Lisa Rodrigues shares her experience of having been an NHS chief executive – the pitfalls and advantages
When I retired in 2014, I planned a memoir about my 13 years as an NHS chief executive. I thought I would finish the book within the year. How little I knew.
Writing it made me re-examine events that had been painful for me, even more so for others, such as when patients hurt themselves or another person. It caused me to reassess some fundamental beliefs about how the NHS works, and whether it is sustainable in its current form.
It made me question my past decisions and find some of them wanting, either because I had been wrong, or because I and those I worked with lacked that amazing instrument first described in the 1950s by Dr Eugene Braunwald, the retrospectoscope. And there were times it laid me low and made me think bleak thoughts.
On top of this, my publisher didn’t like the title. They said it made the book difficult to place. What they meant was that it might not sell. I found another publisher. But they wanted me to turn it into three books, while I was struggling with one. We parted company too.
Cue The Laughton Press, a tiny imprint with one publication to its name. The owner, Steve Marsh, is also my husband. He knows how to hold his only author to deadlines. And he knows his limits, so he brought in a professional editor, Jean Gray, ex-editor in chief of the Nursing Standard, to kick my ramblings into shape.
My experiences at a learning disability hospital back in 1973 shaped me far more than I had realised until I wrote about them. Since the book came out, I have had illuminating conversations with others who have worked in isolated long stay institutions. We have spoken of the guilt we feel for not knowing at the time that locking people away was abusive in itself, never mind the terrible things that could happen in such out of the way places.
My first attempt at whistleblowing wasn’t my finest hour, but I hope recounting it will help people who have never experienced such things to understand why those who knew they were wrong at the time were still powerless to stop them.
There are also some happy stories, such as the positive impact of concentrating on equality and human rights over many years
I explore what happens now in public services when something bad happens. How the attention from regulators, commissioners, the upper echelons of the NHS and the media can get in the way of doing the things that leaders really need to do to ensure patient safety and staff well being. And how those who were there for us in the good times now seem to pass by on the other side.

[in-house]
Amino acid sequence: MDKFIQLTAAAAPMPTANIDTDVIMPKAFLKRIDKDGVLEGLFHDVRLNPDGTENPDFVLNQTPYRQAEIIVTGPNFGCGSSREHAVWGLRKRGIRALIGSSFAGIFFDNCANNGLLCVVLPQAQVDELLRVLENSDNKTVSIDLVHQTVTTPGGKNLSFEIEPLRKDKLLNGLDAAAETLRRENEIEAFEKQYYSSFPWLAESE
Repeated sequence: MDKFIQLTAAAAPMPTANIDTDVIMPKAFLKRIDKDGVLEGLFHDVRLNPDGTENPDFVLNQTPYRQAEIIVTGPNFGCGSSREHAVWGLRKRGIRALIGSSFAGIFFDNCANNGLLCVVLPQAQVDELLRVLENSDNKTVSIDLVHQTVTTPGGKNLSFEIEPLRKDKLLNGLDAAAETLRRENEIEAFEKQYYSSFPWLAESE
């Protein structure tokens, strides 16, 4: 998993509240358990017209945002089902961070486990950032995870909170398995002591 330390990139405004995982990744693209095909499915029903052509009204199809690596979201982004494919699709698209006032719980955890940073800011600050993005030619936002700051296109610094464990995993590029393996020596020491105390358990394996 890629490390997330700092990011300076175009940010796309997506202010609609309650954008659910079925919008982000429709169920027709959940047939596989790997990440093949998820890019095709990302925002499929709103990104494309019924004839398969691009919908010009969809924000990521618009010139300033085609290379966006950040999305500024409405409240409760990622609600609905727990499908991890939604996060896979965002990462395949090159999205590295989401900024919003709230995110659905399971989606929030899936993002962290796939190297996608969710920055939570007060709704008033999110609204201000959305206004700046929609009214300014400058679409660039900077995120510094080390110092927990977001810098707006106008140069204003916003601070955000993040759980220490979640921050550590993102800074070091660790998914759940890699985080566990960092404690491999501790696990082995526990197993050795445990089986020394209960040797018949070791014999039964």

I used to think that we make our own luck in this world. I would wonder why x or y chief executive had allowed a situation to get so badly out of control. I came to realise that bad things can happen anywhere. It’s what you do about them that matters.
And the book includes my thoughts on the mental health issues that have affected me throughout my career, including October 2013 when I became overly confident, then excitable, and finally irrational and toxic before a crash into severe clinical depression. I was able to come back to work afterwards, but most who have such a breakdown don’t. That should not be so.
There are sections on how to choose a chief executive job, how to stay the course and how (eventually) to leave well – not that I totally nailed that one. I explore the impact of social media and how it can be a power for good as well as ill.
And what to do if you attract an internet stalker – which isn’t just someone who is horrible to you online. How they invade your psychological space, attack your integrity, spread lies, make threats and cause you to fear for your safety and sanity. The book also covers the conflicting demands you find yourself juggling, the sleepless nights, loss of privacy, lack of thinking time and the loneliness of being the accountable officer.
There are also some happy stories, such as the positive impact of concentrating on equality and human rights over many years, still a big part of my life today. The book is not a misery memoir, just an honest one.
Towards the end there is a bit of polemic about the state of mental health services today, and why I deeply regret not having done more to redress this, given my relatively high profile.
If you decide to read it, I’d love to hear what you think.
And as I say in my dedication, thank you to all who choose a life in service of others.